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U.S. Department of Transportation U.S. Department of Transportation Icon United States Department of Transportation United States Department of Transportation

Transportation Delivers Harvest from Field and Farm to Family Tables

Wednesday, November 18, 2020

It is customary in November to express thanks for the bounty of the American harvest. That harvest is a major portion of the 3.3 billion tons of agricultural products moved in 2018.

u.s. map showing agricultural tons by origin and destination state
The map above shows the amount of food (in thousands of tons) shipped from each state with darker shading indicating more tonnage. Source: FAF 

NOTE: On the BTS Freight Analysis Framework dashboard, you can view freight flows in value and tons within and between states and filter by different commodities.

From farm to market, agricultural products move by all forms of transportation, with trucks carrying the greatest share.

bar charts showing the value of commodities moved by commodity and by transport mode
The chart above shows the value of food (in millions of $) transported in the U.S. by commodity and by mode. Source: FAF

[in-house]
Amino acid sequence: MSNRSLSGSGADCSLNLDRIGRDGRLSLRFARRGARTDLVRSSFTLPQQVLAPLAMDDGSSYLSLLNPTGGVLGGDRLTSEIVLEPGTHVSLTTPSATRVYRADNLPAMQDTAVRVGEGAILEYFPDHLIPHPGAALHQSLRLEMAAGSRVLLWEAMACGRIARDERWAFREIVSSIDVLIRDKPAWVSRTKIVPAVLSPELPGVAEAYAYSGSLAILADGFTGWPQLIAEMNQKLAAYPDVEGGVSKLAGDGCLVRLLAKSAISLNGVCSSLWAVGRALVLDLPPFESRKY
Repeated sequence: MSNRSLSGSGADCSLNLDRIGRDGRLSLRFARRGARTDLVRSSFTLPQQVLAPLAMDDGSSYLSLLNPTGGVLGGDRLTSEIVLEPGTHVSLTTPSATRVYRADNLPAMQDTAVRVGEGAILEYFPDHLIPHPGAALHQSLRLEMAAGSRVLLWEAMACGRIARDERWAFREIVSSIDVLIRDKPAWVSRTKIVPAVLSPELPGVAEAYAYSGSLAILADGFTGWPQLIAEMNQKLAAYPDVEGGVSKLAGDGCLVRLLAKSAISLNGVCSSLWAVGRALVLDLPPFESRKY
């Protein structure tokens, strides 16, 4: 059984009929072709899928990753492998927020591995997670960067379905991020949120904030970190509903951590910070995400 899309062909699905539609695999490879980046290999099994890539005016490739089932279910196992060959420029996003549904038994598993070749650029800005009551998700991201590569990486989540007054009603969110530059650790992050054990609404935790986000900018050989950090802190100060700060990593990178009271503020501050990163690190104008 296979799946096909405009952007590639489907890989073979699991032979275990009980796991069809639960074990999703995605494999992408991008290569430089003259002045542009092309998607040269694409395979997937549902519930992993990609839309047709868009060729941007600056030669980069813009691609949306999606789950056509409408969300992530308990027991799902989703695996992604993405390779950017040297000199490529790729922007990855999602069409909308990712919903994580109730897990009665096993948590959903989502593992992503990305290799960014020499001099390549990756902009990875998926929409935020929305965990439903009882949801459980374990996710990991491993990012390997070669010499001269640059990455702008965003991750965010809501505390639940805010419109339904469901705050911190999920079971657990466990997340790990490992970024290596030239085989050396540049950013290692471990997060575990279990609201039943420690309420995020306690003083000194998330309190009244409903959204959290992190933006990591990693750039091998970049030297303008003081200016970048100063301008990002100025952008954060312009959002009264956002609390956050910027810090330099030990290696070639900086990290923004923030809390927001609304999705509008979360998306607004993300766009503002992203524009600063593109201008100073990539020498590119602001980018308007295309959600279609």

There's more to that pie than meets the eye.

A simple pumpkin pie is not just the work of bakers but is the final product of an entire team of agriculture and transportation workers producing and moving pumpkin, wheat, eggs, milk, butter, sugar, and spices.

The map above shows the acres of pumpkin harvested in 2019 by reporting States. States shaded darker harvested more acres. Source: NASS

And then, there's the turkey.

This year, the COVID-19 pandemic could mean fewer large, extended-family gatherings; for turkey producers and shippers, that creates the expectation of more gatherings overall but with fewer people attending each. The U.S. Department of Agriculture reports that the price of whole frozen turkeys rose last month by 19% over October 2019. Whole fresh turkey prices also were up 14% year-over-year. When the U.S. isn't feasting on toms and hens, the nation remains the world’s largest exporter of frozen turkeys.

Bar chart showing turkey exports by port and mode
The chart above shows U.S. exports of frozen whole turkeys by port of departure and mode of transportation. Source: Census

US exports of frozen turkeys largely cross the border at land ports (bars shown in red in the chart above) in Texas, Arizona, and California; they are exported by water primarily through Florida, California, Georgia, Texas, and the Carolinas; and a lot of turkeys are flown from San Francisco. As the concentration of road- and rail-riding turkey exports on our southern border suggests, Mexico is the leading foreign consumer of American turkeys.

Bar chart showing the value of trade in North America by mode in 2019
The chart above shows the value of North American trade of food commodities by mode of transportation in 2019. Source: BTS Transborder

Whatever foods you enjoy at your table, and whomever you share your table with, BTS wishes you a safe harvest season.